The Hunter Brothers are a country band from Saskatchewan. They also happen to be very good hockey players.
Organizer Shawn Gramlich classified them as the five best players at this year’s Icebreaker Hockey fundraiser in Slave Lake.
“Do you guys suck at anything?” Gramlich asked them.
One of the brothers responded that he’s terrible at spelling.
The banquet and concert was “the best fun we’ve every had,” says Gramlich. “Charlie Major was supposed to play last and the Hunter Brothers open, but he wanted to switch. Charlie played all his hits. Hunter Brothers came on and stole the show.”
The Hunter Brothers brought was the most energy Gramlich’s seen at a country show with the possible exception of Garth Brooks.
Before the concert, Gramlich wasn’t very familiar with the brothers. After seeing them in concert, he’d like to bring them back to a larger venue.
The older crowd came to see Major, Gramlich says, but the younger people were definitely there to see the Hunter Brothers.
The banquet and concert were held at a private acreage with a capacity of 304 tickets. Six volunteers roasted couple pigs and the Slave Lake Native Friendship Centre made salads and homemade baked beans.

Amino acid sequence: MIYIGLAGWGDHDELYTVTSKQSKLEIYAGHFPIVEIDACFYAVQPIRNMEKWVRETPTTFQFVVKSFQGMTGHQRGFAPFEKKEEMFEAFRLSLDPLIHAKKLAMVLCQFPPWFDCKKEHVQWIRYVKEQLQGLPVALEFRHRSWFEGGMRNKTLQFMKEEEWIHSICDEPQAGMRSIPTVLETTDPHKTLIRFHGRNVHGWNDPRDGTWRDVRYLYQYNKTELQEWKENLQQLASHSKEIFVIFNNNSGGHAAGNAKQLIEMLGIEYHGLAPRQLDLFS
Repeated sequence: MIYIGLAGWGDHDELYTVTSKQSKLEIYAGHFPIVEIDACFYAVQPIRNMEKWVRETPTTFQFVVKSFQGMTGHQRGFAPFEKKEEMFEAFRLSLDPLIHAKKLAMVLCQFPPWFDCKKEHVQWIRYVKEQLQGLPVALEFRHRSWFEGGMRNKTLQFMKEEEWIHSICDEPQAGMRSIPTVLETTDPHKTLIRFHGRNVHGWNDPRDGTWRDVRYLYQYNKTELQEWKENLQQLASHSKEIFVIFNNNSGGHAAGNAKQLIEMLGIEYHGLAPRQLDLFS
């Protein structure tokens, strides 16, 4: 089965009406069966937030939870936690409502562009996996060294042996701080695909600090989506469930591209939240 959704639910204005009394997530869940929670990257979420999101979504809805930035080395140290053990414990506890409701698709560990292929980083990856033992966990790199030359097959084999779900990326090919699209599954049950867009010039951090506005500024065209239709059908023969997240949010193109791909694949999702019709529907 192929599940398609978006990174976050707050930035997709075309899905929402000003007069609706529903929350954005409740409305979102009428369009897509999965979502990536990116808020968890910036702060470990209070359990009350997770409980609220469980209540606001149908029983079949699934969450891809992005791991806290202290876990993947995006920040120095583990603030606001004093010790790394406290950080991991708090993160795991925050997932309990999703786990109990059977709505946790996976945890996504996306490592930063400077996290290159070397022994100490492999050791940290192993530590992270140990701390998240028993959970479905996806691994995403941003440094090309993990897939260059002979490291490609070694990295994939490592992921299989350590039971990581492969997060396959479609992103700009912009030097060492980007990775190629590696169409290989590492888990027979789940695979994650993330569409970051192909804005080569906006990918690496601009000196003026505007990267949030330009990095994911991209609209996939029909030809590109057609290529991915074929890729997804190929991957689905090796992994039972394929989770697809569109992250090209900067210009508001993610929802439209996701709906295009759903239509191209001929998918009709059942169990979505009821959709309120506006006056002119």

“The food was great,” Gramlich says. “Probably the best we’ve had.”
This year, the hockey game attendance was down. The arena has space for 750 spectators, and other years it has sold out. This year, 500 tickets were sold ahead and only 280 people showed up at the game.
The Oiler’s mascot ‘Hunter the Lynx’ came. He is named after the founder of the Oilers and is a lynx because they are one of the wild cats in Alberta.
The kid’s loved him, Gramlich says.
NHL alumni included Paul Coffey, Marty McSorley, and others. MLA Pat Rehn, Devin Dreeshan, Minister of Ag. and Forestry, and local people also played.
Going forward, the focus might end up being more on the banquet and concert than the hockey game, Gramlich says.
The Icebreaker started six years ago, when the Junior and Senior hockey teams had no money. Gramlich set up a game between Oilers alumni and local guys.
The next year, Gramlich’s nephew Landon Persson passed away, and the family decided to start the fund and asked him to organize a second game.
“It’s like a full-time job for me,” Gramlich says.
This will be the last year that the Landon Persson Memorial Fund and Gramlich will do all of the organization. In upcoming years, local charities will bid for what they would like to do for the event for a percentage of the final take.
It was a break even year, Gramlich says. Left over funds from last year will go to Slave Lake Gymnastics.